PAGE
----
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Ending The Threat Of The Lord's Resistance Army

Uganda's Lord's Resistance Army (LRA) commander Caesar Acellam in Owiny Kibul, South Sudan,September 20, 2006 file photo.

The United States congratulates the government of Uganda on seizing Major General Ceasar Acellam of the LRA.

The capture of a senior commander of the Lord’s Resistance Army raises hopes for the international effort to end the scourge that the rebel group has posed for so many years in Central Africa. The United States congratulates the government of Uganda on seizing Major General Ceasar Acellam on May 12. The operation is a testament to Uganda’s resolve and commitment, as well as that of the governments of the Central African Republic, the Democratic Republic of the Congo and the Republic of South Sudan to end the threat of the LRA, which has long terrorized the region, killing thousands and kidnapping children to fill its ranks or use as porters and sex slaves.

Acellam told reporters after his arrest that his surrendering will have a big impact for those LRA members still in the bush to come out and end the fighting soon. While he isn’t one of the LRA commanders facing international war crimes charges, he’s a long-time military strategist and field commander. His capture will give new momentum to regional efforts to pursue the group’s remaining elements.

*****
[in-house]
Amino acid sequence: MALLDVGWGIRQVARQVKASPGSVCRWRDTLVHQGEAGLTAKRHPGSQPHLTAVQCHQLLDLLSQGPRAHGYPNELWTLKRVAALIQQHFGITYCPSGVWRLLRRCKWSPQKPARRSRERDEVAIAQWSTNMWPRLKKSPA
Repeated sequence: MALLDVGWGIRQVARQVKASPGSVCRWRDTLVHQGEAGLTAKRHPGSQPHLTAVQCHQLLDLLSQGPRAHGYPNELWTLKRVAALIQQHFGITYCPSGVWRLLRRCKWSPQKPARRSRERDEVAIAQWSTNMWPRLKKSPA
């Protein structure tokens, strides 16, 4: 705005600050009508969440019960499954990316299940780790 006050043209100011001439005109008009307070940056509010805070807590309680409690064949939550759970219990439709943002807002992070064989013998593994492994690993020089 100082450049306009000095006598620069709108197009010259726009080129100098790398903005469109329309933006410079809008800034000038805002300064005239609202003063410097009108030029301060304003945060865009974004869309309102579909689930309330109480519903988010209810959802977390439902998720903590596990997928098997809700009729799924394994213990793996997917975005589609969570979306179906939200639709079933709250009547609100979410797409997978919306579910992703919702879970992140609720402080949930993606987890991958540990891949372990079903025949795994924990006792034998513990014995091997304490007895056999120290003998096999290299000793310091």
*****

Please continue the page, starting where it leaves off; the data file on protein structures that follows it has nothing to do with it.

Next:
The United States is committed to supporting the people and governments of the region in their collective efforts, in coordination with the African Union and United Nations, to protect civilians and end this threat. A small number of U.S. military advisers continue to train and assist Uganda and other regional forces pursuing the LRA and to protect local populations.

We join the governments of the region and African Union to call on those who have been abducted and the remaining LRA members to depart the ranks of the LRA and peacefully surrender. It is time for those who remain in the LRA to make a choice. Support is available to help those who defect and peacefully surrender to return to their home communities and build a new life. Since 2000, thousands who peacefully surrendered and left the LRA have received amnesty through Uganda’s Amnesty Act.